Ladies and Gentlemen, we have arrived at the latest Prop 8 destination. And here it is:
The petitioners, also known as the proponents of California’s Proposition 8, which amended the California Constitution to define marriage as “the union of a man and a woman,” argue that the Equal Protection Clause does not prohibit the State of California from employing such a definition.
The respondents, same-sex couples that wish to marry, ask whether California, having previously recognized same-sex marriage, can withdraw that right through a referendum in light of the Supreme Court’s holding in Romer v. Evans.
The Ninth Circuit, after consulting the Supreme Court of California via a certified question on issues of standing, ruled in the respondents' favor. However, the U.S. Supreme Court, in what seems to be a daily occurrence (some might even call it a hobby), vacated the Ninth Circuit's opinion and tossed the entire dispute for lack of standing
Cal. Supreme Court Can't Issue "Ticket to the Courthouse"
It all comes back to that eternal question: what difference does it make to heterosexual couples whether the state recognizes same-sex marriage? In order for a "case or controversy" to exist for Article III standing purposes, there has to be a particularized injury. The proponents of Prop. 8 suffer no injury from the recognition of gay marriage, other than a generalized dispute over the principles of the issue.
The Ninth Circuit recognized this issue, certifying a question to the California Supreme Court, asking whether the proponents of an initiative have the right, under California law, to argue on behalf of the initiative in court. When the California Supreme Court answered the question in the affirmative, the Ninth Circuit proceeded to the merits.
Unfortunately, they whiffed on the question's formulation. The Supreme Court today highlighted that, "standing in federal court is a question of federal law, not state law. And no matter its reasons, the fact that a State thinks a private party should have standing to seek relief for a generalized grievance cannot override our settled law to the contrary."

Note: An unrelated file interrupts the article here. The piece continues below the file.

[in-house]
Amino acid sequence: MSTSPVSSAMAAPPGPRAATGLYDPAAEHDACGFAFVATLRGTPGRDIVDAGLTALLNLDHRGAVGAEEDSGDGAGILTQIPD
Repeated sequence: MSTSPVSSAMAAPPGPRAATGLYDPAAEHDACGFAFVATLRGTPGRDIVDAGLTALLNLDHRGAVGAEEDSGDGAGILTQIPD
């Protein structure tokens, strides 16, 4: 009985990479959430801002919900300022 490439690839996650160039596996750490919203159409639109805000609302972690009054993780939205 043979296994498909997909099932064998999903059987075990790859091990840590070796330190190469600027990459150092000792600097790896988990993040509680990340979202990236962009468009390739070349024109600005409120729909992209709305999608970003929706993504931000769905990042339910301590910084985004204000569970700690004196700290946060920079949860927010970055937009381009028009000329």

The majority is correct -- it is settled law that third-parties cannot argue on a state's behalf when the state refuses to appeal an adverse ruling striking the law down. In Arizonans for Official English v. Arizona, the Supreme Court, while finding the case moot on other grounds, expressed grave doubts as to whether standing existed, as the proponents of the initiative lacked "a direct stake in the outcome."
While that was dicta, the case is factually analogous. Proponents of an initiative sought to fight to uphold the law in court, while the state declined to appeal.
In another case, Karcher v. May, New Jersey lawmakers sought to fight on a law's behalf. They were allowed in the lower courts, but after they were booted from office, the Supreme Court refused to allow them to proceed, as they were no longer acting in their official capacities.
Here, the Prop. 8 proponents have no official capacity, at least once the law is on the books. No capacity, no standing, apparently.
- Hollingsworth v. Perry (U.S. Supreme Court)
- United States v. Windsor: SCOTUS Affirms, DOMA Struck Down (FindLaw's U.S. Second Circuit Blog)
- Prop 8 Appeal Lacked Standing: SCOTUS (FindLaw's California Case Law Blog)